I have a vSAN stretch cluster with present utilization of 43TB/125TB total capacity. vSAN reports total free space on disks of 87TB (across stretch cluster) with an effective free space of 27TB (based on Default Policy)
I would like to create a fast local backup volume (for Veeam) which would then use Backup Copy or Tape to offload older backups. My target is a 20TB volume.
My question is this: Am I best served using the vSAN Default Storage Policy (RAID 6 Erasure Coding) for the Veeam Volume or would I be better off creating a new Policy specifically for the Veeam volume, such as a RAID 5?
THX in advance!
"vSAN reports total free space on disks of 87TB (across stretch cluster) with an effective free space of 27TB (based on Default Policy)"
How many nodes in the cluster and exactly what are the rules (not the name) of the Storage Policy referenced in the capacity planner? The math makes sense of the "usable" space being for FTT=1 across sites and 25% slack space (which depending on your setup/preference may be too much/little).
"I would like to create a fast local backup volume (for Veeam) which would then use Backup Copy or Tape to offload older backups."
Are you planning on pulling the data off as you go/soon after? This is advised as you shouldn't store your backups on the thing it is backing up. If so then you want RAID1 for performance but then this could be argued as being okay for RAID5 if you only need the read part (while migrating to another datastore) to be fast.
"Am I best served using the vSAN Default Storage Policy (RAID 6 Erasure Coding) for the Veeam Volume or would I be better off creating a new Policy specifically for the Veeam volume, such as a RAID 5?"
RAID6 (assuming you mean FTM=RAID5/6,FTT=2) is not the 'vSAN Default Storage Policy' - that would be FTM=RAID1,FTT=1.
What Storage Policy fits the purpose here really depends on the needs/requirements, e.g. if it is being moved to another location right away does it even need FTT>0 ? (e.g. backups could be re-taken in the event of a failure)
Does it even need to just have one Storage Policy? e.g. you probably shouldn't go with just a single 20TB Object (less manageability) but a few smaller Objects that you could then even use different SPs on depending on the requirement/importance/size of the VMs/vmdks they are backing up.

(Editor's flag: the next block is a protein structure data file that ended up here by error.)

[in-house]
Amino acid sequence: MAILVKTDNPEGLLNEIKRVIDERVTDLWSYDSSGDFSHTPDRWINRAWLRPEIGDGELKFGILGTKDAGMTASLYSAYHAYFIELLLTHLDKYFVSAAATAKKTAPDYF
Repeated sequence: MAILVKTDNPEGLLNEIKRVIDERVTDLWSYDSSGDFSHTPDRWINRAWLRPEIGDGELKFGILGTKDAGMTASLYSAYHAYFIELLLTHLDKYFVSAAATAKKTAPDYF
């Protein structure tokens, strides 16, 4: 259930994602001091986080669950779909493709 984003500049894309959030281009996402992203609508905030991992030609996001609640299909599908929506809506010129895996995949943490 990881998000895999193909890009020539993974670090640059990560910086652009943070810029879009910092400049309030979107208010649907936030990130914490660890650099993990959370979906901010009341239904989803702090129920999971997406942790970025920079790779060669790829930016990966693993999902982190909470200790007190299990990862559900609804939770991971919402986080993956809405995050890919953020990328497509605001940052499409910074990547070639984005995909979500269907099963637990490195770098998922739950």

If you have a large enough cluster to support it (e.g. optimally 5+5+1 or larger) then you also probably want to avoid the ISL in general and have any FTT just locally to sites for performance.
"Sub-question 1: I could create a Policy to use only on the non-production side of the stretch cluster - is there any point to this?"
Potentially yes, as per the above.
Thanks for the advice Bob .
The Default Storage Policy (as configured on this instance/deployment of vSAN) is: 2 failures - RAID-6 (Erasure Coding). There are 12 total nodes - 6 Primary and 6 Failover. Each node has four 3TB (2.91TB) SSD Disks. I have 10Gb WAN and about 3ms. latency between the sites.
That being said, the goal of creating a Veeam volume would be reducing the backup/snapshot stun time for the first generation of backups. The full and incremental backups would then be transferred to a secondary (slower) backup device and/or offsite using backup copy job(s).
One of the reasons I was thinking about using the ability to specify only the Failover portion of the stretch cluster was specifically to provide a separation between the "active" volume and the resources where the backups reside. In most configurations, an asynchronous copy of a VM which is not stored at the production site is considered to be a valid part of a 3 -2 - 1 backup plan.